Doyle offers another lucid, inspiring chronicle of female empowerment and the rewards of self-awareness and renewal.

Pub Date: March 10, 2020

ISBN: 978-1-9848-0125-8

Page Count: 352

Publisher: Dial

Review Posted Online: Dec. 22, 2019

Kirkus Reviews Issue: Jan. 15, 2020

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An engrossing memoir as well as a lively treatise on what extraordinary grace under extraordinary pressure looks like.

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BECOMING

The former first lady opens up about her early life, her journey to the White House, and the eight history-making years that followed.

It’s not surprising that Obama grew up a rambunctious kid with a stubborn streak and an “I’ll show you” attitude. After all, it takes a special kind of moxie to survive being the first African-American FLOTUS—and not only survive, but thrive. For eight years, we witnessed the adversity the first family had to face, and now we get to read what it was really like growing up in a working-class family on Chicago’s South Side and ending up at the world’s most famous address. As the author amply shows, her can-do attitude was daunted at times by racism, leaving her wondering if she was good enough. Nevertheless, she persisted, graduating from Chicago’s first magnet high school, Princeton, and Harvard Law School, and pursuing careers in law and the nonprofit world. With her characteristic candor and dry wit, she recounts the story of her fateful meeting with her future husband. Once they were officially a couple, her feelings for him turned into a “toppling blast of lust, gratitude, fulfillment, wonder.” But for someone with a “natural resistance to chaos,” being the wife of an ambitious politician was no small feat, and becoming a mother along the way added another layer of complexity. Throw a presidential campaign into the mix, and even the most assured woman could begin to crack under the pressure. Later, adjusting to life in the White House was a formidable challenge for the self-described “control freak”—not to mention the difficulty of sparing their daughters the ugly side of politics and preserving their privacy as much as possible. Through it all, Obama remained determined to serve with grace and help others through initiatives like the White House garden and her campaign to fight childhood obesity. And even though she deems herself “not a political person,” she shares frank thoughts about the 2016 election.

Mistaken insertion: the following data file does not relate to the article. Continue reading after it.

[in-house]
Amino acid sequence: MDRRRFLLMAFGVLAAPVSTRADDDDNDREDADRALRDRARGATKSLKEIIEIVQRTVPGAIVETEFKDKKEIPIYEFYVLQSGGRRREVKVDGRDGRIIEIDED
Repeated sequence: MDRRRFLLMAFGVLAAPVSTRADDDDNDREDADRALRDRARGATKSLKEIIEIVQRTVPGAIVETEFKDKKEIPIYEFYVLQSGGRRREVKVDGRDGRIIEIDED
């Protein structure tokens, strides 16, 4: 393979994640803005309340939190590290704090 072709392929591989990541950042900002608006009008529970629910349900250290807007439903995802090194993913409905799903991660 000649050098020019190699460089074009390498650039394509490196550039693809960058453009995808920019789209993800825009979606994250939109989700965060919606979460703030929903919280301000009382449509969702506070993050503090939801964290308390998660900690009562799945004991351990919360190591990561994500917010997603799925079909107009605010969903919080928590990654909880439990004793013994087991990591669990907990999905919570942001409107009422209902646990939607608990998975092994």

An engrossing memoir as well as a lively treatise on what extraordinary grace under extraordinary pressure looks like.

Pub Date: Nov. 13, 2018

ISBN: 978-1-5247-6313-8

Page Count: 448

Publisher: Crown

Review Posted Online: Nov. 30, 2018